Eugène Gigout (1844–1925), the second Parisian organist in this programme, succeeded Guilmant as professor of organ at the Paris Conservatoire. His Grand chœur dialogué, which is among his best-known works, exploits the exciting contrasts available between the various departments of a large organ. Here again the ‘march’ theme of this programme is underlined, for this is music of a bold and strongly rhythmical character. A central section for the manuals only provides respite from the grandeur of the opening and prepares for its re-introduction at the work’s thrilling conclusion.
Alexandre Guilmant (1837–1911), the third Parisian organist in this programme, was born in Boulogne and succeeded Widor as professor of organ at the Paris Conservatoire. From 1871 to 1901 he presided at Ste-Trinité, and he was a founder of the Schola Cantorum. As well as composing prolifically for the organ, he was a widely travelled recitalist, and his work as a musicologist did much to revive interest in French Baroque music. Guilmant’s eight substantial organ sonatas are represented here by Choral et Fugue, the last movement of the fifth, the Sonata in C minor, Op 80. Here again the ‘America’ theme continues, for this particular sonata was written in 1894, in the wake of Guilmant’s Chicago recitals the previous year, and its dedicatee, Clarence Eddy, was a friend from that city. The quiet opening statement of the chorale is immediately followed by the entry of the subject, and Guilmant proceeds to build up a fine fugue. The return of the chorale, in the subdominant, precedes the combination of chorale melody and fugue subject, and increasing animation leads first to a long dominant pedal and finally to the monumental coda with which the sonata draws to its overwhelming close.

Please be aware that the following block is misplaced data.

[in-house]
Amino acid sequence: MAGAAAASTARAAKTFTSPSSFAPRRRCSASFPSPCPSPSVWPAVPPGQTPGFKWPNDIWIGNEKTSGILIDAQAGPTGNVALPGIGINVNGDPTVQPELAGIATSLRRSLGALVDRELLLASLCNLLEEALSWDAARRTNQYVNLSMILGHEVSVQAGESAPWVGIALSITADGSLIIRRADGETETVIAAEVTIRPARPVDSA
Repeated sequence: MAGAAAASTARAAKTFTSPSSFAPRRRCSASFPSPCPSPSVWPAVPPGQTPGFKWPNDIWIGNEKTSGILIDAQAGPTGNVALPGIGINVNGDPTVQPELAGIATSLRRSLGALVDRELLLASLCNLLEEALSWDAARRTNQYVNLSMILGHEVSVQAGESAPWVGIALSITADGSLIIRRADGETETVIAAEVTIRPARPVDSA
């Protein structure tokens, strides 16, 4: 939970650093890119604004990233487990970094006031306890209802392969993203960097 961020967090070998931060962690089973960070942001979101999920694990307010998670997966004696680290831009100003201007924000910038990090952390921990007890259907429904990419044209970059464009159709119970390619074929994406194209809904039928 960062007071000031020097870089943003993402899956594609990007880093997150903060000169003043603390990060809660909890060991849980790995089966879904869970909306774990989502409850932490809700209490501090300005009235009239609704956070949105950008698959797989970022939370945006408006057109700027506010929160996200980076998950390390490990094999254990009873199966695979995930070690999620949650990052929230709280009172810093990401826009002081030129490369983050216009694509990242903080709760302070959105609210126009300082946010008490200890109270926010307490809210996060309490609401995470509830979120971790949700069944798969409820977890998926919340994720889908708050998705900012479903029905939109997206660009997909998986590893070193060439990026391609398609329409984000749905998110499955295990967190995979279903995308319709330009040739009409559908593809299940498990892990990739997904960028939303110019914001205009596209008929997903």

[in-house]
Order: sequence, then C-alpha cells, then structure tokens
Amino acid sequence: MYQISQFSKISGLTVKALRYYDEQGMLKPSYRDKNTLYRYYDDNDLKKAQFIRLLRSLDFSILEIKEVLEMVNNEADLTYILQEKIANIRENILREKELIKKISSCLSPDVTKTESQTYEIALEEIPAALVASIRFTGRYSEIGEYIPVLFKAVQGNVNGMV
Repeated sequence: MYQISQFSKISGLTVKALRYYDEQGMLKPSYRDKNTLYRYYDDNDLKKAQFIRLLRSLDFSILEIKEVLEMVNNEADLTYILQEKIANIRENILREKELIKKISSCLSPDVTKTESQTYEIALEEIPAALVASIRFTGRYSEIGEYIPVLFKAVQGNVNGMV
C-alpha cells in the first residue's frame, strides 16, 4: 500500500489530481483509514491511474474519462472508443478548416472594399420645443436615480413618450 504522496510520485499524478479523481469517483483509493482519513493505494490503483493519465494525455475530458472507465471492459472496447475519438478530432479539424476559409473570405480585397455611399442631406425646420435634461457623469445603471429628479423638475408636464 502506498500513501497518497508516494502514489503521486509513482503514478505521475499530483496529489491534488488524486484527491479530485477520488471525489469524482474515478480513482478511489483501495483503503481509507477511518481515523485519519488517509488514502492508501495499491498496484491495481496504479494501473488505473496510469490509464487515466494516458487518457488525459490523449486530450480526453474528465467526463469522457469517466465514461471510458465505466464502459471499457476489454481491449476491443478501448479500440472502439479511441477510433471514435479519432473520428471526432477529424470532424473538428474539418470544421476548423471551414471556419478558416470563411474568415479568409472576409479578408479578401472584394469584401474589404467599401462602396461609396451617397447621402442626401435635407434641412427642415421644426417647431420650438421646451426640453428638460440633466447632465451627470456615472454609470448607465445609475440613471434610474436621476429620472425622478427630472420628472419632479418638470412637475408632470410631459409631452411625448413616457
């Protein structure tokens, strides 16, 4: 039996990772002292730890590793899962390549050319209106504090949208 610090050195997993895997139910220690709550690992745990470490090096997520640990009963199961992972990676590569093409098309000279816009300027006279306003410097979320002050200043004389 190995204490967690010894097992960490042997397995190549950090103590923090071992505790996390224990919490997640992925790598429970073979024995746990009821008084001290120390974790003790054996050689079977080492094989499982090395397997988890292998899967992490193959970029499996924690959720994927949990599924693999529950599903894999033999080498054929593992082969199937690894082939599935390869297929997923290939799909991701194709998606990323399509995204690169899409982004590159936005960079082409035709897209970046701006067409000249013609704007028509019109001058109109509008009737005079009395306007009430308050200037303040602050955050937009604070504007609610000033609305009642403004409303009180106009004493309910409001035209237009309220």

Based in Stavanger, Norway, Mons Leidvin Takle (b1942) is an organist–composer who studied in Stockholm, Copenhagen and New York. Festmusikk stands at the end of his collection Våg å leve (‘Dare to live’), a set of extrovert, mostly jazz-inspired works (which includes therecorded by Christopher Herrick on Organ Fireworks X, CDA67458). Some of this programme plants the listener on the parade-ground; some of it plunges him into the smoky depths of the jazz cellar; here, with repeated notes and chords, ostinato-like figures, and ever-increasing animation, he enjoys a tour of a superb fairground.